Taipei Department of Health Director Huang Shier-chieg (黃世傑) yesterday tendered his resignation after 1,285 people were vaccinated for COVID-19 at a Taipei clinic without necessarily being eligible.
However, the resignation was not accepted by Taipei Mayor Ko Wen-je (柯文哲).
The Good Liver Clinic (好心肝診所), which has several branches, on Monday requested 15 vaccine vials, saying that it was to inoculate its 101 health workers, and on Tuesday requested an additional 100 vials.
Photo courtesy of the Taipei City Government
However, the vaccines were also given to volunteers working at the clinic, and at the Good Liver Foundation and other personnel.
The Taipei City Government on Wednesday fined the clinic NT$2 million (US$72,192), removed it from a list of approved inoculation sites and will no longer provide it with vaccines.
A severe shortage of vaccines has made it difficult for the department to obtain first-hand information from clinics, resulting in the Good Liver blunder, Huang said.
Huang claimed responsibility for the situation and said he tendered a verbal resignation.
The city government yesterday held a news conference stating that as of yesterday, six clinics — including Good Liver — had received 202 vials, enough to inoculate more than 2,000 people.
Ko apologized on the city government’s behalf, citing problems with internal regulatory measures, adding that its processes are being reviewed.
However, he did not accept Huang’s resignation, asking him to stay at his post until an investigation is completed.
Starting immediately, all vaccines issued by the department will be documented on the department’s Web site, including date of issue, destination, which category of eligible recipients are to get the shots and how many vials are issued, Ko said.
Later yesterday, the Good Liver Clinic said that the facility administered unauthorized doses because it believed all of the medical personnel in Taipei had been vaccinated.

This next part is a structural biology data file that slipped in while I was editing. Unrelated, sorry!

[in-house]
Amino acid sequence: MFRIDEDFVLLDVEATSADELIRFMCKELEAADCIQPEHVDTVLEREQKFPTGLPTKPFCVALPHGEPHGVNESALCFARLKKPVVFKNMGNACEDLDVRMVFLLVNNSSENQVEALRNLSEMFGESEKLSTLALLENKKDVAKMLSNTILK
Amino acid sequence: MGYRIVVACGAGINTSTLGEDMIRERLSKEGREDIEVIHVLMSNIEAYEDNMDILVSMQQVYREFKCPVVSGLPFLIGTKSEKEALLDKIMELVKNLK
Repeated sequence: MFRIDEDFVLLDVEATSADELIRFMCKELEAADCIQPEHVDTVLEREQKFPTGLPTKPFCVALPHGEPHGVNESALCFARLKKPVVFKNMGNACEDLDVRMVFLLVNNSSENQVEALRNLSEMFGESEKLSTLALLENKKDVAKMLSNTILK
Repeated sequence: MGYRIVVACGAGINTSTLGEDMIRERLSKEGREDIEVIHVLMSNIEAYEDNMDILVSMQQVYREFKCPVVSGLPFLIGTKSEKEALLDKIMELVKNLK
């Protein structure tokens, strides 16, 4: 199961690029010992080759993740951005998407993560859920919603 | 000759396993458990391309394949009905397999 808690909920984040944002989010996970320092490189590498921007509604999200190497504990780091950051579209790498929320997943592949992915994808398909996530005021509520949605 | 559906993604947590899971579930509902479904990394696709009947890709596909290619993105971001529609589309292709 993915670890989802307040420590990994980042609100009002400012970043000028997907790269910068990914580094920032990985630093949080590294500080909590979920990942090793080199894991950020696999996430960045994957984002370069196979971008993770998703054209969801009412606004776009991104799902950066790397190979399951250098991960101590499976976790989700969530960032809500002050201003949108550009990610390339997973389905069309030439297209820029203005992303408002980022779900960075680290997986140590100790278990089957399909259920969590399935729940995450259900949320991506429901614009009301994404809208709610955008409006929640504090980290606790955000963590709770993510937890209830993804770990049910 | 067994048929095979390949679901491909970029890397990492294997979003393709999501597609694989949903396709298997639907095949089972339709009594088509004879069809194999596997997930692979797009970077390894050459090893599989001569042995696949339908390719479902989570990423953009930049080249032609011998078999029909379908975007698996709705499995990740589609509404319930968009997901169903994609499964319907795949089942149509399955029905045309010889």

In a statement apologizing for the incident, the Good Liver Foundation and the Liver Disease Prevention and Treatment Research Foundation said that they wanted to use the doses before they expire in August.
The Taipei Medical Association had sent a letter informing medical personnel to get vaccinated by Friday last week, leading them to assume that all health workers in Taipei had been vaccinated, the foundations said.
The foundations believed that the doses that were delivered on Monday and Tuesday had to be administered on the day of arrival, they added.
Volunteers, consultants, cleaners, plumbers, electricians and security personnel are important for the foundations’ operations, they said.
Its unvaccinated personnel would continue to be exposed to risks that could hinder a hepatitis prevention program, even if the COVID-19 situation is brought under control, they said.
The foundations therefore considered its personnel to be in the first priority category of medical workers and non-medical workers at medical facilities, it said.
In other news, Chinese-language reports said that Ministry of National Defense Hsinchu Armed Force Hospital superintendent Tsuei Yi-wei (崔以威) on Tuesday and Wednesday administered doses of the AstraZeneca and Moderna COVID-19 vaccines to his relatives, who are not medical personnel.
The hospital said that Tsuei’s relatives are in a high-risk category for infection, as they live with him, and they did not receive the jabs until all of the hospital’s personnel had.
Tsuei has apologized, as his inconsiderate action incurred a public outcry, and he asked for disciplinary action, the ministry said in a separate statement.
The ministry apologized for the incident and said it would launch an internal inquiry while reassigning the superintendent post.
Later yesterday, the Hsinchu City Government said it had fined the hospital NT$2 million.
Additional reporting by CNA
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